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Ketoprofen: What Is It and Will It Heal My Migraines?

Posted by Migraine Relief Center on Aug 1, 2014 7:00:00 AM
Now that summer is in full bloom and more people are heading out to enjoy the nice weather, physicians and pharmacists are warning patients about certain medications that do not always mix with sunshine. As with anything else in life, moderation and precaution should be exercised when enjoying sunlight, especially when taking certain medicines such as Ketoprofen.

How Ketoprofen Alleviates Migraine Symptoms

Ketoprofen_What_Is_It_and_Will_It_Heal_My_MigrainesKetoprofen is a non-steroidal anti-inflammatory drug (NSAID), which is often prescribed to patients who suffer from mild or chronic migraine conditions. Ketoprofen is considered a common NSAID; in terms of pharmacology, it is similar to other popular anti-inflammatory medications such as Aleve and Motrin.

The Ketoprofen mechanism is fairly sophisticated. Inflammation and pain are physiological conditions that are often caused by hormones. NSAIDs work on the principles of reducing the production of these hormones, which are known as autocoid prostaglandin chemicals. The prostaglanding substance is created by the cyclooxygenase enzyme, which is blocked by the active ingredients of medications such as Actron, Oruvail and Orudis.

Young women are often prescribed ketoprofen when it is believed that their hormonal changes act as triggers for migraines. This is sometimes called a menstrual migraine, which is a misnomer since the trigger is essentially the same as when a headache episode is triggered by heavy exercise.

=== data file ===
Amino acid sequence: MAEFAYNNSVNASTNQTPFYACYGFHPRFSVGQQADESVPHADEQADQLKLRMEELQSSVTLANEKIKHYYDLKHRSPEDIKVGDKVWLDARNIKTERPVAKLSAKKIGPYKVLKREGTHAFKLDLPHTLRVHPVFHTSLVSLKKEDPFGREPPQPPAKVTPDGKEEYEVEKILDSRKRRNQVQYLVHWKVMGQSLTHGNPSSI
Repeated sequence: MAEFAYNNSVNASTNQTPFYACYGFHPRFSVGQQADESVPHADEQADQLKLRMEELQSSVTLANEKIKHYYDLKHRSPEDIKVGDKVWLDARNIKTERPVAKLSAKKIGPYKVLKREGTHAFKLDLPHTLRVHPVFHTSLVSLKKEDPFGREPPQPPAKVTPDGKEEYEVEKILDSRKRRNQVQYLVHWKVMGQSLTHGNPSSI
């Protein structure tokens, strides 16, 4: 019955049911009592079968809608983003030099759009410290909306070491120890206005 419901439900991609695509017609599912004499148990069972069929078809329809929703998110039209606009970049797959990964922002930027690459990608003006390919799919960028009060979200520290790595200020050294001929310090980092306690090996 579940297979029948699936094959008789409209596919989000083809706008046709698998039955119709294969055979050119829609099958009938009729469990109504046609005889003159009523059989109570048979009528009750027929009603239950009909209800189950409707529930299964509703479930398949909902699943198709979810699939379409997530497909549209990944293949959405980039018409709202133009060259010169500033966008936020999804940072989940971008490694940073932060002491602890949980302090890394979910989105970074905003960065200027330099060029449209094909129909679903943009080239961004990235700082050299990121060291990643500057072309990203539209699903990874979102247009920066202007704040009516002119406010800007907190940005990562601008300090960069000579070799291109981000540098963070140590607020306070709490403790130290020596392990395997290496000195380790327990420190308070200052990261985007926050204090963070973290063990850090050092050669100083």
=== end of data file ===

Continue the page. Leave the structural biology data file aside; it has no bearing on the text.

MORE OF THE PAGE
Ketoprofen Formulations

Ketoprofen is mostly an oral medication that is often prescribed as:
  • Tablets
  • Capsules
  • Elixir

When prescribed as capsules, the quick-release dosage of ketoprofen ranges between 50 and 75 milligrams, which can be taken every six to eight hours. Some migraine specialists recommend taking a single 200 mg ketoprofen capsule per day. The elixir form of this medication has been tested since 1998, but it has largely been reserved for veterinarian use.

Ketoprofen Side Effects

One side effect that many NSAIDs share is that they may increase a patient's sensitivity to sunlight, therefore increasing the risk of photo-allergic and toxic reactions. To this effect, medical researchers in Japan discourage the use of ketoprofen dermal patches, which are usually prescribed for the treatment of sports injuries, during the summer months.

The most serious side effect of ketoprofen is that it can significantly increase the risk of cardiac emergencies in patients who are in need of bypass surgery. Migraine patients who take this medication should contact their physicians immediately if they experience any cardiac discomfort.

Ketoprofen Dosages

The maximum daily dosage of ketoprofen is 300 mg. Taking larger doses can bring about stomach discomfort and ulcer formation. Ketoprofen also acts as a blood thinner, which means that patients should avoid taking aspirin and warfarin. Also, excessive consumption of alcoholic beverages while taking ketoprofen may increase the risk of developing stomach ulcers.

Ketoprofen is not generally recommended during pregnancy. Some patients may get a minor rash or experience mild headaches after continued and prolonged use.



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